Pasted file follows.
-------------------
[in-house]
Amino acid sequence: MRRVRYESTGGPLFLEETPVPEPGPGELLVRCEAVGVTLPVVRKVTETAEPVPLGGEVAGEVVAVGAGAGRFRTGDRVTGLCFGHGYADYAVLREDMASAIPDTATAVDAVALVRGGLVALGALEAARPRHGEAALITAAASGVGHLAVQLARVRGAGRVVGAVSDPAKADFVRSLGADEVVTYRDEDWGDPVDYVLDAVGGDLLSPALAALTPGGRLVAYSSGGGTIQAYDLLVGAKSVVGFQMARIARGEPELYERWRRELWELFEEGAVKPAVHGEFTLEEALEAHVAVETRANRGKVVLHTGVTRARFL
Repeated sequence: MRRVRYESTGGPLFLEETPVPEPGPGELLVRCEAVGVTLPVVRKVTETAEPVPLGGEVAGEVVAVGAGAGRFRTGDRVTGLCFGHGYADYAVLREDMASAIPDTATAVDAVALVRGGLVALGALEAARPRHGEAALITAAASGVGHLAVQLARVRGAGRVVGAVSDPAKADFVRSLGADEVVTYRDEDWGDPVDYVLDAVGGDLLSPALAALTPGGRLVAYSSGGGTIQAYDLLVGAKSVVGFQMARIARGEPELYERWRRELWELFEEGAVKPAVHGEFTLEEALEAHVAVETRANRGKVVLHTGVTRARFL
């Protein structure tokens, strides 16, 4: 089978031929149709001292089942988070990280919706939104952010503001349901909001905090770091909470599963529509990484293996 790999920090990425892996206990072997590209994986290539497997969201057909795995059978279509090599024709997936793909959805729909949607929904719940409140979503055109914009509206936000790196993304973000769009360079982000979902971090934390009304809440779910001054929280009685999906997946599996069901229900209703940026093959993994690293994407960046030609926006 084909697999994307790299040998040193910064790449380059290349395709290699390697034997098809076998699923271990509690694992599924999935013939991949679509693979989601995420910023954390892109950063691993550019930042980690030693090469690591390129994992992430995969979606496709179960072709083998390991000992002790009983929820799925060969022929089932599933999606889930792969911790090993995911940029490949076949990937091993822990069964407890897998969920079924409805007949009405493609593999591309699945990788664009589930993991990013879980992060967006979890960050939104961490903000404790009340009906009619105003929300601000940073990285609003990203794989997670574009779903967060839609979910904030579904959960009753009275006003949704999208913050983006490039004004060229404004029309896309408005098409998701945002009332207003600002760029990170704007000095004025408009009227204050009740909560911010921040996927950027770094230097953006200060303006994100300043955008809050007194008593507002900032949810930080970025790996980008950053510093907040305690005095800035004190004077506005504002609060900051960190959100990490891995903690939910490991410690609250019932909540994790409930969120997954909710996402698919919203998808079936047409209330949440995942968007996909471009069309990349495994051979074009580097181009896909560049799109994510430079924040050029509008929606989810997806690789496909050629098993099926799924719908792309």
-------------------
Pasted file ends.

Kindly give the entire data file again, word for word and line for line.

[in-house]
Amino acid sequence: MRRVRYESTGGPLFLEETPVPEPGPGELLVRCEAVGVTLPVVRKVTETAEPVPLGGEVAGEVVAVGAGAGRFRTGDRVTGLCFGHGYADYAVLREDMASAIPDTATAVDAVALVRGGLVALGALEAARPRHGEAALITAAASGVGHLAVQLARVRGAGRVVGAVSDPAKADFVRSLGADEVVTYRDEDWGDPVDYVLDAVGGDLLSPALAALTPGGRLVAYSSGGGTIQAYDLLVGAKSVVGFQMARIARGEPELYERWRRELWELFEEGAVKPAVHGEFTLEEALEAHVAVETRANRGKVVLHTGVTRARFL
Repeated sequence: MRRVRYESTGGPLFLEETPVPEPGPGELLVRCEAVGVTLPVVRKVTETAEPVPLGGEVAGEVVAVGAGAGRFRTGDRVTGLCFGHGYADYAVLREDMASAIPDTATAVDAVALVRGGLVALGALEAARPRHGEAALITAAASGVGHLAVQLARVRGAGRVVGAVSDPAKADFVRSLGADEVVTYRDEDWGDPVDYVLDAVGGDLLSPALAALTPGGRLVAYSSGGGTIQAYDLLVGAKSVVGFQMARIARGEPELYERWRRELWELFEEGAVKPAVHGEFTLEEALEAHVAVETRANRGKVVLHTGVTRARFL
């Protein structure tokens, strides 16, 4: 089978031929149709001292089942988070990280919706939104952010503001349901909001905090770091909470599963529509990484293996 790999920090990425892996206990072997590209994986290539497997969201057909795995059978279509090599024709997936793909959805729909949607929904719940409140979503055109914009509206936000790196993304973000769009360079982000979902971090934390009304809440779910001054929280009685999906997946599996069901229900209703940026093959993994690293994407960046030609926006 084909697999994307790299040998040193910064790449380059290349395709290699390697034997098809076998699923271990509690694992599924999935013939991949679509693979989601995420910023954390892109950063691993550019930042980690030693090469690591390129994992992430995969979606496709179960072709083998390991000992002790009983929820799925060969022929089932599933999606889930792969911790090993995911940029490949076949990937091993822990069964407890897998969920079924409805007949009405493609593999591309699945990788664009589930993991990013879980992060967006979890960050939104961490903000404790009340009906009619105003929300601000940073990285609003990203794989997670574009779903967060839609979910904030579904959960009753009275006003949704999208913050983006490039004004060229404004029309896309408005098409998701945002009332207003600002760029990170704007000095004025408009009227204050009740909560911010921040996927950027770094230097953006200060303006994100300043955008809050007194008593507002900032949810930080970025790996980008950053510093907040305690005095800035004190004077506005504002609060900051960190959100990490891995903690939910490991410690609250019932909540994790409930969120997954909710996402698919919203998808079936047409209330949440995942968007996909471009069309990349495994051979074009580097181009896909560049799109994510430079924040050029509008929606989810997806690789496909050629098993099926799924719908792309």